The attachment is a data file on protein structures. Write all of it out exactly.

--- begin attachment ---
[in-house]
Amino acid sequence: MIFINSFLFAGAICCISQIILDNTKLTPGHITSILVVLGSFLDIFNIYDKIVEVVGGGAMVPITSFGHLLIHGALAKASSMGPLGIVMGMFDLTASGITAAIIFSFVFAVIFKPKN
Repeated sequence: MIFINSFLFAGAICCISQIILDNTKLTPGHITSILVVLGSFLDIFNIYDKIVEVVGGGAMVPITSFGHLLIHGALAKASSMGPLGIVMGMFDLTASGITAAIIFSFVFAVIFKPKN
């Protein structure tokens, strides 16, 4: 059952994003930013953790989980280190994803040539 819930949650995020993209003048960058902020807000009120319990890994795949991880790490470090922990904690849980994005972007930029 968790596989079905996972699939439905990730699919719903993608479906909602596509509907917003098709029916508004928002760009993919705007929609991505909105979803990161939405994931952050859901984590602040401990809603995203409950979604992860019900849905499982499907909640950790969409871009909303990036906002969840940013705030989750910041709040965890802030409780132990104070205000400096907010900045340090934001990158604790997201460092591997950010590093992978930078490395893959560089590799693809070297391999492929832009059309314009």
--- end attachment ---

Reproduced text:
[in-house]
Amino acid sequence: MIFINSFLFAGAICCISQIILDNTKLTPGHITSILVVLGSFLDIFNIYDKIVEVVGGGAMVPITSFGHLLIHGALAKASSMGPLGIVMGMFDLTASGITAAIIFSFVFAVIFKPKN
Repeated sequence: MIFINSFLFAGAICCISQIILDNTKLTPGHITSILVVLGSFLDIFNIYDKIVEVVGGGAMVPITSFGHLLIHGALAKASSMGPLGIVMGMFDLTASGITAAIIFSFVFAVIFKPKN
């Protein structure tokens, strides 16, 4: 059952994003930013953790989980280190994803040539 819930949650995020993209003048960058902020807000009120319990890994795949991880790490470090922990904690849980994005972007930029 968790596989079905996972699939439905990730699919719903993608479906909602596509509907917003098709029916508004928002760009993919705007929609991505909105979803990161939405994931952050859901984590602040401990809603995203409950979604992860019900849905499982499907909640950790969409871009909303990036906002969840940013705030989750910041709040965890802030409780132990104070205000400096907010900045340090934001990158604790997201460092591997950010590093992978930078490395893959560089590799693809070297391999492929832009059309314009």